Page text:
The Ivanhoe building, dubbed the “leaning tower of Ivanhoe” last year, after photos showed it leaning over the sidewalks of downtown Palestine, stands straighter after months of work and renovation. But it may still come down, city officials said.
The matter is on the agenda for the buildings and standards commission Thursday, said City Manager Leslie Cloer. “We'll have a better idea as to what will become of it after that.”
In April of last year, the Ivanhoe, built in 1913, gained some notoriety when bricks from the top of its two-story facade began raining onto the pavement below. Multiple substandard building complaints were filed with the city, claiming the structure was a public safety hazard that violated numerous city codes.
Photos used as evidence of the building's lack of structural integrity showed the front facade leaning at a precarious angle over the sidewalk.
Architect Mark Thacker, hired by the city to inspect the Ivanhoe, told the Herald-Press the photos were nothing more than optical illusions, and the remains of the building were perfectly sound.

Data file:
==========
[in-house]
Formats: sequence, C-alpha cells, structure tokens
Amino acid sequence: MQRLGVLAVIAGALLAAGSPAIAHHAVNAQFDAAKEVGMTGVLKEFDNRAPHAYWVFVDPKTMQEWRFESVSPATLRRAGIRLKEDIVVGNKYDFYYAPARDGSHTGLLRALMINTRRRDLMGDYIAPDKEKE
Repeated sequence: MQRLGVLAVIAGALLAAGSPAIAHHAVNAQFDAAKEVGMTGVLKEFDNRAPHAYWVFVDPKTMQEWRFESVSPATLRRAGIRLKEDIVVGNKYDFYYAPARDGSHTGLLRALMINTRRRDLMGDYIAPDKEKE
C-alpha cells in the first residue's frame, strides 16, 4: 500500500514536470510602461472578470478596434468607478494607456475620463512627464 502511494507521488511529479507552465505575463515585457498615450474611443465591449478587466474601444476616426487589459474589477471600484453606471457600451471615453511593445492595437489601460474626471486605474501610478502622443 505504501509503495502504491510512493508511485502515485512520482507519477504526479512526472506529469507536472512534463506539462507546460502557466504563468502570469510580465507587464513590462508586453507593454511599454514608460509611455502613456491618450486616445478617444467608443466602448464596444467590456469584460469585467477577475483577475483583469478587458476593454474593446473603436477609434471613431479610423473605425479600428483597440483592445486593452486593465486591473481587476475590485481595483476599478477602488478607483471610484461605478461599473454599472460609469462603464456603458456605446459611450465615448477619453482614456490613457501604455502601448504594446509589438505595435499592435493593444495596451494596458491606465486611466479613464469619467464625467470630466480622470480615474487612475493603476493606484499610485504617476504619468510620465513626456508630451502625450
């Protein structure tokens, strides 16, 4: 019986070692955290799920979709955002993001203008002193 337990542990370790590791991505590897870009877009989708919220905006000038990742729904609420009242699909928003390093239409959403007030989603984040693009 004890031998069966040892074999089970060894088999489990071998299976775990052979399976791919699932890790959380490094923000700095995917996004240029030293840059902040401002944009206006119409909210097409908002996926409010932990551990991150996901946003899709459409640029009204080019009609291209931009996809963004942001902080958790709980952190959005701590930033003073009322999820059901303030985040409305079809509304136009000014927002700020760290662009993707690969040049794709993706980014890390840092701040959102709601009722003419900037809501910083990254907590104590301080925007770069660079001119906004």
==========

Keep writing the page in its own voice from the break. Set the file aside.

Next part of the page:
“I went around the whole building with a 48-inch digital level,” he said. “It didn't have a lean of more than half-a-percent anywhere; well within normal tolerances. There's no movement in the foundation. What's left of the building is structurally sound.”
City workers have sealed entrances to the building with plywood, sheet-metal, and padlocked gates, making it practically impossible for children, vandals, or unsuspecting residents to enter the Ivanhoe. A 15-foot dumpster outside is filled with the glass, metal, and stone building debris that public works employees have spent months removing from the property.
Cloer said city codes have not been violated because the building has been undergoing non-stop renovation since last June.
“I saw some workers out there just today,” she said. “Interim Development Services Coordinator Mark Miears is going out there for another inspection prior to Thursday's meeting.”
The building, 201 E Oak St., was purchased by the Texas Area Fund Foundation two years ago. Last year, the TAFF, a philanthropic organization merged with a similar group, the East Texas Communities Foundation. Whether the TAFF maintained ownership of the Ivanhoe is unclear.
The building and standards commission meeting will help determine what is needed to renovate the Ivanhoe, and the cost of renovation and maintenance. At that time, the building's owners, and the city, will determine the century-old building's fate.
“I would hate to see it turned into a parking lot,” Thacker said. “It has some historical character. Once it's torn down, it's lost forever.”